By WAQAR RIZVI
In some quarters, the prevalent belief about the Saudi-led airstrikes on Yemen is that they are more about sectarianism, apparent ‘Iranian hegemonic expansionist’ ambitions, and the widening of the ‘Shia crescent’ to a ‘full moon.’
The first widely known fact that must be restated is that the Ansarullah movement, also known as the Houthis, subscribe to the Zaydi Shia sect of Islam. It is convenient for some to simplify the movement as directly coming under the wing of the sect of Islam, which the vast majority of Iranians and their Islamic governance system apply.
This is not based on fact. Upon closer examination, Zaydi Shias appear to be closer to the majority Sunni Muslims both ideologically and theologically. In recognizing this, once more the premise of a greater long-standing Sunni-Shia war falters regardless of efforts to portray it as such.
It cannot be denied though, that the endless chorus of sectarian propaganda has had and will have an effect, to the benefit of those who want the Muslim community divided for their political and economic objectives. Scholars on all sides have cautioned against falling into this trap.
That Muslim governments shall differ on policies is understandable because each individual country has its own strategic objectives. This will not change. However, the approach to overcoming policy differences must be level-headed for the benefit of individual Muslim nations as well as the greater Muslim world.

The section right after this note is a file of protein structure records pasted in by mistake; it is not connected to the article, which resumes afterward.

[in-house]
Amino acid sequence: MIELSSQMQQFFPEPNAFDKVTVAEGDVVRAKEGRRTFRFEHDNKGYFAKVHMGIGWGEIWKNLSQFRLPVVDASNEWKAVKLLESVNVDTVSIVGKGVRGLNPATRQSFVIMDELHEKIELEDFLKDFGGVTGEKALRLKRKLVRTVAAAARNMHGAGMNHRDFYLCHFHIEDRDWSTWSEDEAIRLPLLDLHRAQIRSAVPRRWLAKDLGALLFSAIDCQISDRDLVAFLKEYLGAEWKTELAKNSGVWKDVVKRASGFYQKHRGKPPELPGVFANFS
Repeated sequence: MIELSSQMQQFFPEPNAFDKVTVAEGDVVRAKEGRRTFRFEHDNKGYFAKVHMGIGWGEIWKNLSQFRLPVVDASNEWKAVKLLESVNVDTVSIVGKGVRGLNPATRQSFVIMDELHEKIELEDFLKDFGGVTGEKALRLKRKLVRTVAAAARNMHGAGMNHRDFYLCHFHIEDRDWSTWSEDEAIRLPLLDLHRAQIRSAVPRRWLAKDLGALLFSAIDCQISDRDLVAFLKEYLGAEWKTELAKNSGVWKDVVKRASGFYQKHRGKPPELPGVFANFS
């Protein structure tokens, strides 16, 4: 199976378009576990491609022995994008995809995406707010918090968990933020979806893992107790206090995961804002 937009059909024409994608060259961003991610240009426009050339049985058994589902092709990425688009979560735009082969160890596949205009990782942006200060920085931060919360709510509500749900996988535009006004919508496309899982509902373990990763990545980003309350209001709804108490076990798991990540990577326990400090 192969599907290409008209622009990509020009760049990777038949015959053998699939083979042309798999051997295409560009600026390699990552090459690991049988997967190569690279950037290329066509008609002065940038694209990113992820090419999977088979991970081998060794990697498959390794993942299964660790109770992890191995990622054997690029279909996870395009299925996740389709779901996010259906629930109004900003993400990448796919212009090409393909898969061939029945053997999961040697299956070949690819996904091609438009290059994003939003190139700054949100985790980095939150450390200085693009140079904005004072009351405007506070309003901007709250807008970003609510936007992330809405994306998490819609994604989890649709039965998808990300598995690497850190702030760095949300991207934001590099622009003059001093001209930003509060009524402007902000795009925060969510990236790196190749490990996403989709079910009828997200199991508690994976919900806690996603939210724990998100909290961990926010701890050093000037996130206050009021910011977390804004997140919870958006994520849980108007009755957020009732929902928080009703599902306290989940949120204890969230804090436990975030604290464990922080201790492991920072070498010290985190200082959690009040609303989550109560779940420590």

The mature way to air one’s grievances about another’s policies is through open dialogue based on mutual respect, without any extra-regional interference. Communication of this nature should not be undertaken through a combination of media pundits who spew vitriol and publicity stunts.
‘Same old and lazy narrative’
On the specific accusation of Iran’s apparent expansionist ambitions, one needs to take this with a grain of salt. The uprising in Bahrain against the monarchy is unconvincingly yet repeatedly blamed on Iran, without any proof. The same old and lazy narrative is being replayed over Yemen.
The Islamic Revolution of Iran does admittedly still inspire many to seek independence from their respective dictators, Kings, Sheikhs, or otherwise. That does not mean, though, that the Iranian government itself has a hand behind this.
The Iranian overtures towards the popular movement in Yemen springs from the Iranian desire to see nations rid themselves of foreign subjugation at the expense of national interests. Remember, Islamic Iran welcomed the Egyptian uprising which resulted in the initial democratic rise to power of the Muslim Brotherhood - a movement driven by an ideology that is significantly different from that of Shia Iran.
This goes to show then that Islamic Iran is not intent on forcing a ‘Shia crescent’ or ‘full moon’ upon the region, regardless of the dire predictions being propagated. Iran is just an easy boogeyman to fall back on for those who do not want the fall of the old regional guards, whose days were numbered because of their own actions, and their peoples’ wills, and not because of any baseless claims of Iranian plots.
The issue of Yemen and the Yemeni people’s desires for their future should be approached from an angle where it is a Yemeni-led independent process towards reconciliation and transition. No nation should force upon Yemen its desire through bombings, a siege, or coercion.
For this to take place, the mindset through which we approach Yemen must change to one of ‘the people of Yemen are capable of deciding upon their future.’ If countries who say they want what is best for the Yemeni people are genuine in their such intentions, then allowing Yemenis to deal independently with their issues is paramount.
Airstrikes resulting in civilian deaths and further division serves neither the Yemeni nation nor the nations of those perpetrating this war. It would behoove them to realize this before the blowback drowns them.